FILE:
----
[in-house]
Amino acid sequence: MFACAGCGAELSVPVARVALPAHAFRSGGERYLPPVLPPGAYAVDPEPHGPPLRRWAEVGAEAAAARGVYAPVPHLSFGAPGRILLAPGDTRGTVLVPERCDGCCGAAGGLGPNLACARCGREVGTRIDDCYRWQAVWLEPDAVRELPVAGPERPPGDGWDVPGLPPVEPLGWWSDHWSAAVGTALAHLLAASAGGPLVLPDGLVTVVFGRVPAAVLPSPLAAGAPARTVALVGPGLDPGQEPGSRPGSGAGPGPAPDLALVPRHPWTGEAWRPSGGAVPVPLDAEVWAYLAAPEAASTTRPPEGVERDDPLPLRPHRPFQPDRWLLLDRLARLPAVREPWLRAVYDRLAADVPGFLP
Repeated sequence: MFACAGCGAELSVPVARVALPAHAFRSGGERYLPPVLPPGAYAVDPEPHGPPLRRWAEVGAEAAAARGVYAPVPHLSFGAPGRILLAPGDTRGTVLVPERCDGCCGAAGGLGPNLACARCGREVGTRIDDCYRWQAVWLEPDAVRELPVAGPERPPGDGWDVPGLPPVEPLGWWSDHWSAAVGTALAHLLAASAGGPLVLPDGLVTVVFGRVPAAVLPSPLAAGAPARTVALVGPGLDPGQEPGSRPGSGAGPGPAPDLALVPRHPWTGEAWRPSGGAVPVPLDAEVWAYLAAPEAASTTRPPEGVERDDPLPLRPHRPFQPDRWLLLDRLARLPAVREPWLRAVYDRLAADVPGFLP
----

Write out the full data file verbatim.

[in-house]
Amino acid sequence: MFACAGCGAELSVPVARVALPAHAFRSGGERYLPPVLPPGAYAVDPEPHGPPLRRWAEVGAEAAAARGVYAPVPHLSFGAPGRILLAPGDTRGTVLVPERCDGCCGAAGGLGPNLACARCGREVGTRIDDCYRWQAVWLEPDAVRELPVAGPERPPGDGWDVPGLPPVEPLGWWSDHWSAAVGTALAHLLAASAGGPLVLPDGLVTVVFGRVPAAVLPSPLAAGAPARTVALVGPGLDPGQEPGSRPGSGAGPGPAPDLALVPRHPWTGEAWRPSGGAVPVPLDAEVWAYLAAPEAASTTRPPEGVERDDPLPLRPHRPFQPDRWLLLDRLARLPAVREPWLRAVYDRLAADVPGFLP
Repeated sequence: MFACAGCGAELSVPVARVALPAHAFRSGGERYLPPVLPPGAYAVDPEPHGPPLRRWAEVGAEAAAARGVYAPVPHLSFGAPGRILLAPGDTRGTVLVPERCDGCCGAAGGLGPNLACARCGREVGTRIDDCYRWQAVWLEPDAVRELPVAGPERPPGDGWDVPGLPPVEPLGWWSDHWSAAVGTALAHLLAASAGGPLVLPDGLVTVVFGRVPAAVLPSPLAAGAPARTVALVGPGLDPGQEPGSRPGSGAGPGPAPDLALVPRHPWTGEAWRPSGGAVPVPLDAEVWAYLAAPEAASTTRPPEGVERDDPLPLRPHRPFQPDRWLLLDRLARLPAVREPWLRAVYDRLAADVPGFLP